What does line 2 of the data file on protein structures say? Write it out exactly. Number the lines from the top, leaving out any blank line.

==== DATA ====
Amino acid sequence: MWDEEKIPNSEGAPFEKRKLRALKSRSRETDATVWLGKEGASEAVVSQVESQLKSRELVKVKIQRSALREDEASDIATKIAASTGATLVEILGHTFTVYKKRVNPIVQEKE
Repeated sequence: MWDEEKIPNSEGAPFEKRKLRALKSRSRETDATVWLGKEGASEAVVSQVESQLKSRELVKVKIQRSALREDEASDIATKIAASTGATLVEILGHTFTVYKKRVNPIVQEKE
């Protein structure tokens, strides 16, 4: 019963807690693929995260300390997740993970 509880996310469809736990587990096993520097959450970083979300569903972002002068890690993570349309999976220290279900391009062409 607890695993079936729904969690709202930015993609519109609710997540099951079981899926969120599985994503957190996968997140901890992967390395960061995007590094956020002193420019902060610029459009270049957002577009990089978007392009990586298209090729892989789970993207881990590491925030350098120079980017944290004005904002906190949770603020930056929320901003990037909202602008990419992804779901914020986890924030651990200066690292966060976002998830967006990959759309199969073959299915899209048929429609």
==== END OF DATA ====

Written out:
Repeated sequence: MWDEEKIPNSEGAPFEKRKLRALKSRSRETDATVWLGKEGASEAVVSQVESQLKSRELVKVKIQRSALREDEASDIATKIAASTGATLVEILGHTFTVYKKRVNPIVQEKE